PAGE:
No To Keystone XL: Playing Chicken With Climate Change, We All Lose

Michael Klare’s written another good summary of where we are with the Keystone XL pipeline and why it’s so important to stop it.

If you can’t join the thousands for Forward on Climate on the National Mall on Sunday, 17 February, please pray that President Obama, new Secretary of State John Kerry, Canadian foreign minister John Baird, and TransCanada CEO Russ Girling will find a way out of this predicament. It’s gone way past access to oil or American jobs.

Starting today, every decision we make has to move us toward a low-carbon future. Moving ahead with the Keystone XL takes us 180 degrees in the wrong direction. And pray for all those who are putting their bodies on the line to stop construction along the Keystone XL route–facing injury,jail, fines, and loss of homes and land–for our sake.

You can send a note to President Obama asking him not to approve the Keystone XL here.

Michael T. Klare writes:

Presidential decisions often turn out to be far less significant than imagined, but every now and then what a president decides actually determines how the world turns. Such is the case with the Keystone XL pipeline, which, if built, is slated to bring some of the “dirtiest,” carbon-rich oil on the planet from Alberta, Canada, to refineries on the U.S. Gulf Coast. In the near future, President Obama is expected to give its construction a definitive thumbs up or thumbs down, and the decision he makes could prove far more important than anyone imagines. It could determine the fate of the Canadian tar-sands industry and, with it, the future well-being of the planet. If that sounds overly dramatic, let me explain. …

The battle over Keystone XL was initially joined in the summer of 2011, when environmental writer and climate activist Bill McKibben and, which he helped found, organized a series of non-violent anti-pipeline protests in front of the White House to highlight the links between tar sands production and the accelerating pace of climate change. At the same time, farmers and politicians in Nebraska, through which the pipeline is set to pass, expressed grave concern about its threat to that state’s crucial aquifers. After all, tar-sands crude is highly corrosive, and leaks are a notable risk. …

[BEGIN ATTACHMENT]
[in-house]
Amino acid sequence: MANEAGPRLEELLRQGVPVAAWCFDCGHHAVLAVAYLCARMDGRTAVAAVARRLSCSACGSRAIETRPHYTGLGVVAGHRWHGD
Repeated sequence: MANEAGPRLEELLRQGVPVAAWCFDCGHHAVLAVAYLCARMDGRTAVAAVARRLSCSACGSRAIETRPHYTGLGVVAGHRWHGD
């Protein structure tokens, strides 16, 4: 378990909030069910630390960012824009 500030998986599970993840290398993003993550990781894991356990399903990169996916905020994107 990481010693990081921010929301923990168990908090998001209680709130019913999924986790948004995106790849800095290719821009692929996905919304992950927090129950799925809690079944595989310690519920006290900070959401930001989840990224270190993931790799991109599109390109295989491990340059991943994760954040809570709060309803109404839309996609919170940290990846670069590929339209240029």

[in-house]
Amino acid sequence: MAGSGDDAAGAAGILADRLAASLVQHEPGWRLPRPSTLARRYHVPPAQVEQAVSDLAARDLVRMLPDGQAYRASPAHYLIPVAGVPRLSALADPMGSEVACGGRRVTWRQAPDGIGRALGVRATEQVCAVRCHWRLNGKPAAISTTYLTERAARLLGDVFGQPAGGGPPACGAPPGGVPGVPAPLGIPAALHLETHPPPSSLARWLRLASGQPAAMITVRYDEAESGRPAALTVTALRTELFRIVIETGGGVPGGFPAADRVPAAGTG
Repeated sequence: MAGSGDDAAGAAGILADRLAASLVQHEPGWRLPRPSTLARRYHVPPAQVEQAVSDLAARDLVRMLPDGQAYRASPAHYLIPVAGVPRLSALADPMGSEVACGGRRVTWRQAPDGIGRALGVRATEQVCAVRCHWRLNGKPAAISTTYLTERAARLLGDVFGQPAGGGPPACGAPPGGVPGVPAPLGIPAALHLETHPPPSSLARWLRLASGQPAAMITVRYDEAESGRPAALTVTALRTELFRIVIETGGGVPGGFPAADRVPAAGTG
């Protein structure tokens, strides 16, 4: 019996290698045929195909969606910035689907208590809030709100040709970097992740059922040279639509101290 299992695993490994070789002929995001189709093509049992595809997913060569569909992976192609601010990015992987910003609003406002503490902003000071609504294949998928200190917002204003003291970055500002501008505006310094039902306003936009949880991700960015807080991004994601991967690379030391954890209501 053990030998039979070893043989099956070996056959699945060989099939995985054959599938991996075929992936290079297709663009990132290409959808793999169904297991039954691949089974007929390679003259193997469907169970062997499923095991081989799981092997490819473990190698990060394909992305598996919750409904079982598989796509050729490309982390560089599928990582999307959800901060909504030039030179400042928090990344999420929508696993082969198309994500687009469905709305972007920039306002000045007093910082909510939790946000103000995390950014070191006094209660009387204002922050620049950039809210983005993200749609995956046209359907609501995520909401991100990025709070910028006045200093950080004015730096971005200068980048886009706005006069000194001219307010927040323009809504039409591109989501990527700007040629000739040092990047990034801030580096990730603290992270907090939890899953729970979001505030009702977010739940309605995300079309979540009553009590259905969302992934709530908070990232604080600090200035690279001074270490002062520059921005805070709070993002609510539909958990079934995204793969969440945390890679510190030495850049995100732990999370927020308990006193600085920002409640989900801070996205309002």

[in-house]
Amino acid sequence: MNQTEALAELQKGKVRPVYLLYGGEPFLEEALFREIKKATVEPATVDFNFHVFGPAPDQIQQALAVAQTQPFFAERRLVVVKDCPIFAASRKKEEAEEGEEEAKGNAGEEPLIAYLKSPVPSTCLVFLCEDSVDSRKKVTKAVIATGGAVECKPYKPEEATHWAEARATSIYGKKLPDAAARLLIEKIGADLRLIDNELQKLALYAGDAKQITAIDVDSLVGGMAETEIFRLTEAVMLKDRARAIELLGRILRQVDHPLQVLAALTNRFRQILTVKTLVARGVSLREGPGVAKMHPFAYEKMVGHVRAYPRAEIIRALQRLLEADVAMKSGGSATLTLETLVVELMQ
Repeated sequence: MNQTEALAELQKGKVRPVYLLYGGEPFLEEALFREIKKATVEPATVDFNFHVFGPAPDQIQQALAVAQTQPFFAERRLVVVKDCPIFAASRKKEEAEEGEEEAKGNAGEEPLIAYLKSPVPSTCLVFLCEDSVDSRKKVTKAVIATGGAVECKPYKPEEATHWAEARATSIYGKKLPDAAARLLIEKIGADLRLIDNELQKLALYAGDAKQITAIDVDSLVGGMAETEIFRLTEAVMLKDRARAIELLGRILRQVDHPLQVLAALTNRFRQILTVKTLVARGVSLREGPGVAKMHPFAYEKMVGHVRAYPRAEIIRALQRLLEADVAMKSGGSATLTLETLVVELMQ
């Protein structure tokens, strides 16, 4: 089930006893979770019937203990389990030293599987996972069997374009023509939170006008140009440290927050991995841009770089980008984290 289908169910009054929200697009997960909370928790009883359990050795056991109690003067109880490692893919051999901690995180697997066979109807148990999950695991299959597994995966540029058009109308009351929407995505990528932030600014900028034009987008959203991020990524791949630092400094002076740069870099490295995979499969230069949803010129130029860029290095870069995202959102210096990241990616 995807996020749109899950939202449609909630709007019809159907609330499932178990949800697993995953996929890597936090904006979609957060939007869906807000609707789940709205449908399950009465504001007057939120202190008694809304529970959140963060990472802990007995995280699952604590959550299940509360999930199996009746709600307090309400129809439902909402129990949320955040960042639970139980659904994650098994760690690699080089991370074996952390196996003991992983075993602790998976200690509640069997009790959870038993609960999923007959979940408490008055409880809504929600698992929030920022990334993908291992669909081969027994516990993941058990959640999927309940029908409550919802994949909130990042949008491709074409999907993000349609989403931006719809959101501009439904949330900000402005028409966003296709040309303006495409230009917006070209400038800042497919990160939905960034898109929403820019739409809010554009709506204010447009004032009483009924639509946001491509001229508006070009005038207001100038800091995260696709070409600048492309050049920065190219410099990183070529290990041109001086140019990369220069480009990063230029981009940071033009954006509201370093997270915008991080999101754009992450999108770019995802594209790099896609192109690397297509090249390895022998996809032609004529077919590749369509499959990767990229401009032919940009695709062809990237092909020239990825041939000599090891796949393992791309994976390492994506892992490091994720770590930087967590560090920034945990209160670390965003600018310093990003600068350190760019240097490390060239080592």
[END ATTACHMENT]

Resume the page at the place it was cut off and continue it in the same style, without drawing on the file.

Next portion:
Opponents of Keystone XL, who are planning a mass demonstration at the White House on February 17th, have also come to view the pipeline battle in epic terms. “Alberta’s tar sands are the continent’s biggest carbon bomb,” McKibben wrote at TomDispatch. “If you could burn all the oil in those tar sands, you’d run the atmosphere’s concentration of carbon dioxide from its current 390 parts per million (enough to cause the climate havoc we’re currently seeing) to nearly 600 parts per million, which would mean if not hell, then at least a world with a similar temperature.” Halting Keystone would not by itself prevent those high concentrations, he argued, but would impede the production of tar sands, stop that “carbon bomb” from further heating the atmosphere, and create space for a transition to renewables. “Stopping Keystone will buy time,” he says, “and hopefully that time will be used for the planet to come to its senses around climate change.” …

Read the rest at Keystone XL: A Presidential Decision That Could Change the World by Michael T. Klare

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